Yashmak, Xenogenesis, Algorithm, and William S. Burroughs

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The High Line, Sep 24, 2019

I took this photo while walking on The High Line last September. I started wondering what the Arabic sentence meant only when I looked at the photo recently reminiscing about the pleasure of walking in a crowded area. With the miracle of Internet, I was able to quickly find out that it was an installation by a Palestinian artist Emily Jacir.

ex libris commemorates the approximately thirty thousand books from Palestinian homes, libraries, and institutions that were looted by Israeli authorities in 1948.

Not knowing much about the Israeli-Palestinian politic, I can’t really comment on the political aspect of the work. However, it made me wonder if one of the thirty thousand books could be the book that is a foundation of modern computing that allowed me to write this post on a computer. The book “Rules of restoring and equating” is written by Muhammad ibn Musa al-Khwarizmi (c. 825) and the latinized word “algorithm” is derived from his name.

This is a little known fact that I learned when I was studying computer science (the field I chose after all my options ran out) as an undergraduate. This is probably a fact that most Americans are ignorant of even though nowadays everyone at least heard of the word “algorithm”. Of course, a popular image of the middle east is the land of savagery and war-mongering, not the enlightenment.

In The Western Lands (probably a perfect book to read during a quarantine), William S. Burroughs acknowledges this intellectual debt the world owes to the Islamic world by using the company his grandfather founded as an example:

Much like the legacy of the Islamic world is veiled by Yashmak and being forgotten by the rest of the world, the legacy of the Burroughs corporation and William S. Burroughs (a perfect example of xenogenesis) himself seems to be disappearing. The Burroughs corporation had invented adding machines (mechanical computers that are literally made out of steel and wood) in the 19th century and introduced a series of technical breakthroughs since then only to become a shadow of itself later. William S. Burroughs, who invented the cut-up technique, is now only given that dreadful title “a controversial gay writer”.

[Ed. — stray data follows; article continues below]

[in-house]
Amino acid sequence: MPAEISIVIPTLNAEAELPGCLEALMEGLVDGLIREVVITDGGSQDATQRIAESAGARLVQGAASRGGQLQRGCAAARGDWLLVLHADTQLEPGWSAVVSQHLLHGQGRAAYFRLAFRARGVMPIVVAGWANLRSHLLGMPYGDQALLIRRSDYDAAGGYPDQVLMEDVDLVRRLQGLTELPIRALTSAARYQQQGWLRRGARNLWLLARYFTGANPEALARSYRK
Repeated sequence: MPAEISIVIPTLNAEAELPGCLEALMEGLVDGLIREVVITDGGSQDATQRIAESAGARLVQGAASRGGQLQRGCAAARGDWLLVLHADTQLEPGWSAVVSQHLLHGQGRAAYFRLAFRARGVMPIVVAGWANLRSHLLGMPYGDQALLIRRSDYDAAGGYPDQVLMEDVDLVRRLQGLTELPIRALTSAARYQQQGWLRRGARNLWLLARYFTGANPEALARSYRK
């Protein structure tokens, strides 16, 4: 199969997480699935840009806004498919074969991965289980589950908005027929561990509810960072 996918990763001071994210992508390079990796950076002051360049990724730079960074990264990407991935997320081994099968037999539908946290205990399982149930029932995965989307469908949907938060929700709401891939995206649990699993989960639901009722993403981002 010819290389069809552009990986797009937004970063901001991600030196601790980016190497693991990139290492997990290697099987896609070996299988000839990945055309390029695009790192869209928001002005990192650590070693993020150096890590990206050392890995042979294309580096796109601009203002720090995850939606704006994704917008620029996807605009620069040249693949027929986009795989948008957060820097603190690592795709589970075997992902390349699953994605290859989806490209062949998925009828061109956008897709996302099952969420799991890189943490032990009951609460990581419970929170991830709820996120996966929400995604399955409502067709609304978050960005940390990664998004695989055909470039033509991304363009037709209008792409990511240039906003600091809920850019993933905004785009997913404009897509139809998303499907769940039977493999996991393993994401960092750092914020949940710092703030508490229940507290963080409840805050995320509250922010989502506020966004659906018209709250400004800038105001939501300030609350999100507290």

Yashmak at the Metropolitan Museum: Savage Beauty or Armor?

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I just recently discovered that designer Alexander McQueen commissioned jeweler Shaun Leane and sculptor Annika Hellgren to revamp the traditional YASHMAK from Muslim women’s culture into a bejeweled, non-gendered medieval-style piece of armor. It’s now in the permanent collection of the Metropolitan Museum of Art.  You can see a video of the piece being worn for the Savage Beauty exhibition at the Victoria and Albert Museum in London here.  It’s a daunting work.

Yashmak: Atlantic Avenue, Brooklyn

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From Lynne’s 2007 diary … This has definitely been a very difficult word to explore. While we are committed to using the Y version of this word yashmak for a face-covering veil, the more common words are niqab or burka. It’s a religious concept really, one that takes the sartorial gesture — much life the turban, the yarmulke, or the habit — to its most spiritual dimension. And yet, the political atmosphere of the day has transformed this simple expression of devotion into a highly charged issue of global magnitude. Post September 11, for a woman to wear a full face veil in an American city is a fearless act.